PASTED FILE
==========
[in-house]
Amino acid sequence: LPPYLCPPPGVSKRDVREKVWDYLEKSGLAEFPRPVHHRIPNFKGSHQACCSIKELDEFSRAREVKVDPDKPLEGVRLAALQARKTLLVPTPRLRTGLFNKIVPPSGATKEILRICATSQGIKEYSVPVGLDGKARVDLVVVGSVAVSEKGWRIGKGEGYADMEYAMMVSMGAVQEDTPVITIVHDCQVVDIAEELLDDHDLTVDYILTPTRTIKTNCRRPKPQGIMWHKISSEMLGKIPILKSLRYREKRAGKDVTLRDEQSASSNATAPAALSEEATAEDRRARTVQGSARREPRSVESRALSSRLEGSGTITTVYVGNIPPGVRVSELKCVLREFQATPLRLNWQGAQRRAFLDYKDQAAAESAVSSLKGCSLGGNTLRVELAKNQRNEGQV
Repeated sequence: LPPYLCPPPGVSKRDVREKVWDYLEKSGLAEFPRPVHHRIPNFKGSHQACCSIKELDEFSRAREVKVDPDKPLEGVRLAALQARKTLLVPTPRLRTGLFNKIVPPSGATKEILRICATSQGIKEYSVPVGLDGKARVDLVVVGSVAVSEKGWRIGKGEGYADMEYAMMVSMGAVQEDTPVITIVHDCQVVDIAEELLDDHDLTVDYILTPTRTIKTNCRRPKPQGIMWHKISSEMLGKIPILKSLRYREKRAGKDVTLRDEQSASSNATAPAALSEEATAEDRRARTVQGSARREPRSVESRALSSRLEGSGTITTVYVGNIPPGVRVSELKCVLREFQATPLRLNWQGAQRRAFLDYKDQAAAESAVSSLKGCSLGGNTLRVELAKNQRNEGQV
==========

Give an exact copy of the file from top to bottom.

[in-house]
Amino acid sequence: LPPYLCPPPGVSKRDVREKVWDYLEKSGLAEFPRPVHHRIPNFKGSHQACCSIKELDEFSRAREVKVDPDKPLEGVRLAALQARKTLLVPTPRLRTGLFNKIVPPSGATKEILRICATSQGIKEYSVPVGLDGKARVDLVVVGSVAVSEKGWRIGKGEGYADMEYAMMVSMGAVQEDTPVITIVHDCQVVDIAEELLDDHDLTVDYILTPTRTIKTNCRRPKPQGIMWHKISSEMLGKIPILKSLRYREKRAGKDVTLRDEQSASSNATAPAALSEEATAEDRRARTVQGSARREPRSVESRALSSRLEGSGTITTVYVGNIPPGVRVSELKCVLREFQATPLRLNWQGAQRRAFLDYKDQAAAESAVSSLKGCSLGGNTLRVELAKNQRNEGQV
Repeated sequence: LPPYLCPPPGVSKRDVREKVWDYLEKSGLAEFPRPVHHRIPNFKGSHQACCSIKELDEFSRAREVKVDPDKPLEGVRLAALQARKTLLVPTPRLRTGLFNKIVPPSGATKEILRICATSQGIKEYSVPVGLDGKARVDLVVVGSVAVSEKGWRIGKGEGYADMEYAMMVSMGAVQEDTPVITIVHDCQVVDIAEELLDDHDLTVDYILTPTRTIKTNCRRPKPQGIMWHKISSEMLGKIPILKSLRYREKRAGKDVTLRDEQSASSNATAPAALSEEATAEDRRARTVQGSARREPRSVESRALSSRLEGSGTITTVYVGNIPPGVRVSELKCVLREFQATPLRLNWQGAQRRAFLDYKDQAAAESAVSSLKGCSLGGNTLRVELAKNQRNEGQV